In a story originally covered in TNB on May 5 of this year, the Kilauea volcano on Hawaii’s Big Island erupted violently. The eruption was abnormally strong and triggered lava flows, but it was hoped at the time it would quickly subside.
Counter to hopes, things got worse. More eruptions followed. Lava streams destroyed houses. Laze, formed when lava struck ocean water, filled the air with clouds of vaporous acid and sharp silicate particulate, both dangerous to breathe. Small lava balls were launched into the air to injure people and set property ablaze. (TNB)
Friday, more than three months after the initial eruption, local experts at the Hawaiian Volcano Observatory dropped the alert level from “Warning” to “Watch”.
Earlier this month, after months of violent eruptions that added more than 850 acres of land to coastal areas of Hawaii Island, volcanic activity across the area stopped ‘almost completely,’ according to scientists with the observatory. In an interview with Hawaii News Now on Friday morning, the agency reiterated that it couldn’t say for certain whether the eruption was over — despite having lowered the alert level.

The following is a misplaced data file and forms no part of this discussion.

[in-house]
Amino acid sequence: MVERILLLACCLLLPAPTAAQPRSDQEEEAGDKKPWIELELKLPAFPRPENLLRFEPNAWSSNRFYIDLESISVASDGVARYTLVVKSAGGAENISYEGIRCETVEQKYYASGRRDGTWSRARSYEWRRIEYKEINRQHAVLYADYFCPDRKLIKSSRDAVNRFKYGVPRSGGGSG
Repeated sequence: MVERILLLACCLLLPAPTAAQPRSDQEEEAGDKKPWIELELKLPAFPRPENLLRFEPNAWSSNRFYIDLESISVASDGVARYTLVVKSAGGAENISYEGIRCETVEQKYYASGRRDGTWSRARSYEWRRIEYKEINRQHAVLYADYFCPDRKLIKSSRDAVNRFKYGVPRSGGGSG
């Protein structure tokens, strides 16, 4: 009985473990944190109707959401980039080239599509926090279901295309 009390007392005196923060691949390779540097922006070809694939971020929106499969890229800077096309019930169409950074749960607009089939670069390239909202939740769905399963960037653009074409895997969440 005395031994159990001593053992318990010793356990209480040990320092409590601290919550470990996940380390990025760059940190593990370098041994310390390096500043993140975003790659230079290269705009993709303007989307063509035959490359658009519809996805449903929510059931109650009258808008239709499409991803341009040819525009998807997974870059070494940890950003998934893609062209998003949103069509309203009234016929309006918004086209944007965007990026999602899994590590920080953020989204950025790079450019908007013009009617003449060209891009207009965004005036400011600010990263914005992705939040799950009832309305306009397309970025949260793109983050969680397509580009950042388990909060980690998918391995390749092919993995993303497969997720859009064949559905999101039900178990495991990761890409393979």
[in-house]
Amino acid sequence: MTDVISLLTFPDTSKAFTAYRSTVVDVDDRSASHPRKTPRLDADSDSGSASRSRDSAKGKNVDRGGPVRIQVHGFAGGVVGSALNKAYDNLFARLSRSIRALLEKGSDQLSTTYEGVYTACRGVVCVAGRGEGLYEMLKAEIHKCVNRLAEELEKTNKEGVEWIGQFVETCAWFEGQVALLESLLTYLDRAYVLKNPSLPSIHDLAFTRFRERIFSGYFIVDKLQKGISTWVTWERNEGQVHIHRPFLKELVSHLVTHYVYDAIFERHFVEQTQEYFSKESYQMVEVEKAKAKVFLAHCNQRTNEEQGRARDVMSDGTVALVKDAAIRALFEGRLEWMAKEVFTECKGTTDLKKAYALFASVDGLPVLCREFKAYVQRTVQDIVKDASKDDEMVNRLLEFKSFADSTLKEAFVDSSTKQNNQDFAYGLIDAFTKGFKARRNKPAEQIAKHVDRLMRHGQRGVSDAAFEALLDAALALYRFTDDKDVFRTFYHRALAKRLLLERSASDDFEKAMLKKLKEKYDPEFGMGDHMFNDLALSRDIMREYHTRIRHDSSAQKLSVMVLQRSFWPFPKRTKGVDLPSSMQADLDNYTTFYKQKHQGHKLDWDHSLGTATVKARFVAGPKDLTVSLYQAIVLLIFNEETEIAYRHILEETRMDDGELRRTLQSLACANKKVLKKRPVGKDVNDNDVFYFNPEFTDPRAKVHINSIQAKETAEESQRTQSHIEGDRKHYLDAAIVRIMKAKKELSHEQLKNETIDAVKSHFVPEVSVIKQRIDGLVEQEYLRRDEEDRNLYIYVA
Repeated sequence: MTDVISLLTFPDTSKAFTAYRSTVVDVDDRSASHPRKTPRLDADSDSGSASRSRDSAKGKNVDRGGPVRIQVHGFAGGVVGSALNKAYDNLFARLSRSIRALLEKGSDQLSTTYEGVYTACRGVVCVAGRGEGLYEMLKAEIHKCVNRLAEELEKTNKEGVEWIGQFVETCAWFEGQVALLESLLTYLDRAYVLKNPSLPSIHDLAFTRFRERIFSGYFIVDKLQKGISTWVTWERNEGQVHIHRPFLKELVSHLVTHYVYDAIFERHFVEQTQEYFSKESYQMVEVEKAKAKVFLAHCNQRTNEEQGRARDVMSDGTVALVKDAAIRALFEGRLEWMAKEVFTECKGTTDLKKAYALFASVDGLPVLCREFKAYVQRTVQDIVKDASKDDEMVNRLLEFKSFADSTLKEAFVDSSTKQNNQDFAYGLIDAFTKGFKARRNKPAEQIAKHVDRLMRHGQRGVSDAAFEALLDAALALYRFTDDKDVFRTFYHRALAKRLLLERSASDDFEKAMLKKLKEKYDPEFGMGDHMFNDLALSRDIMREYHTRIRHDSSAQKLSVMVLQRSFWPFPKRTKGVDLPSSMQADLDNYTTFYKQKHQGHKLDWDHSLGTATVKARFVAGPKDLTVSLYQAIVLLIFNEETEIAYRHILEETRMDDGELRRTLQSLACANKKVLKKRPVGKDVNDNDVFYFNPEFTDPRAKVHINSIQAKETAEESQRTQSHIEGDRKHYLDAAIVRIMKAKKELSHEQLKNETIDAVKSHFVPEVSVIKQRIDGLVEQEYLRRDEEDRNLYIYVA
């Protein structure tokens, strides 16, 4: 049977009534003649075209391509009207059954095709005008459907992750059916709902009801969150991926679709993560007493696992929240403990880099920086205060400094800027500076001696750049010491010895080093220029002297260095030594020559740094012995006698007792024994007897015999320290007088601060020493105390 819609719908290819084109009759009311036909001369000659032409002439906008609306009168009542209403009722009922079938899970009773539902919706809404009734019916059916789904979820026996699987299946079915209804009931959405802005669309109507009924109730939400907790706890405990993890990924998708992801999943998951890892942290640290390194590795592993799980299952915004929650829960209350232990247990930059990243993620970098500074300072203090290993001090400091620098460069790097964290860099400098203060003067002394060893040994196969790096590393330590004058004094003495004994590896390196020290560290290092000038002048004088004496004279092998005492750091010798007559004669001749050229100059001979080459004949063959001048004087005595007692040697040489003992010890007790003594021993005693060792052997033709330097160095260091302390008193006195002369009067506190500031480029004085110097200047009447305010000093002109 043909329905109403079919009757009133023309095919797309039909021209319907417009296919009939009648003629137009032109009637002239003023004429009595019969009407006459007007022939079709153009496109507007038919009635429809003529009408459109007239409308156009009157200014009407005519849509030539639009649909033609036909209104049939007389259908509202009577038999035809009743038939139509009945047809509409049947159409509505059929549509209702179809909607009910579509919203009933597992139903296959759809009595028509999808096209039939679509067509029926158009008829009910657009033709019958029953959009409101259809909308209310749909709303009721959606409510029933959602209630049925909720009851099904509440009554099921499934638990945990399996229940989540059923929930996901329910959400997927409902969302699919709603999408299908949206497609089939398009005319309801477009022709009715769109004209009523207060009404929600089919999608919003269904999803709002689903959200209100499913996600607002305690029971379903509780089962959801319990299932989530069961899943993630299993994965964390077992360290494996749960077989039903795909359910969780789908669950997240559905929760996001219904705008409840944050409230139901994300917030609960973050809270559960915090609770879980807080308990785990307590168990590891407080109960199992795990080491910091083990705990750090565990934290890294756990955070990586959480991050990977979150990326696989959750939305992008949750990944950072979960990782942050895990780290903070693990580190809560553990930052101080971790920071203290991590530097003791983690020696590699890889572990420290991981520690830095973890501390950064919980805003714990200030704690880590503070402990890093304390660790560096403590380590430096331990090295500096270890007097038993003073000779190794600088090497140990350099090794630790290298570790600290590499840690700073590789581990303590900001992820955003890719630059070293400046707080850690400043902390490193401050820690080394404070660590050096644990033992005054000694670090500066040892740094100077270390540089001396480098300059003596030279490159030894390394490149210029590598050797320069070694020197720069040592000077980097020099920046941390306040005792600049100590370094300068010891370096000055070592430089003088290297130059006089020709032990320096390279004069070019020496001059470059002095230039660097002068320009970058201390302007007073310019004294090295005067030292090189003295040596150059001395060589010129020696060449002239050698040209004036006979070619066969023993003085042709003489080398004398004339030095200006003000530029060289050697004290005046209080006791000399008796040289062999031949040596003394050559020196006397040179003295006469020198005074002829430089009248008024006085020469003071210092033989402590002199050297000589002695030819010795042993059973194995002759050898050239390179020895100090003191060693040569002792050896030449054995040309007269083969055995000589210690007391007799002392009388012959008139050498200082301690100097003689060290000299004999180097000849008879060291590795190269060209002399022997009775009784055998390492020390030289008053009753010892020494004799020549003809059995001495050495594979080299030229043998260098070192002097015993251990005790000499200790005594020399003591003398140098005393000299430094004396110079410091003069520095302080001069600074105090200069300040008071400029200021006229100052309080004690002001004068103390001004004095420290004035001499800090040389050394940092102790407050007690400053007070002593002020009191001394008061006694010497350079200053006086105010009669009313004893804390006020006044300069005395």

Hawaii News Now
“The change does not mean with absolute certainty that the LERZ (Lower East Rift Zone) eruption or summit collapses are over. It remains possible that eruption and collapse activity could resume.”
The Hawaii Volcanoes National Park has begun assessing damage, looking at ways to at least partially re-open the state’s largest tourist attraction. (WTOP)
More than 700 homes were destroyed by the successive eruptions. Scores of people are still displaced, although community efforts have seen many others of the hundreds who’d lost their houses provided with temporary shelter. Through it all, though, the Hawaiian people have managed to press forward, with no reported deaths directly attributable to the massively destructive eruption.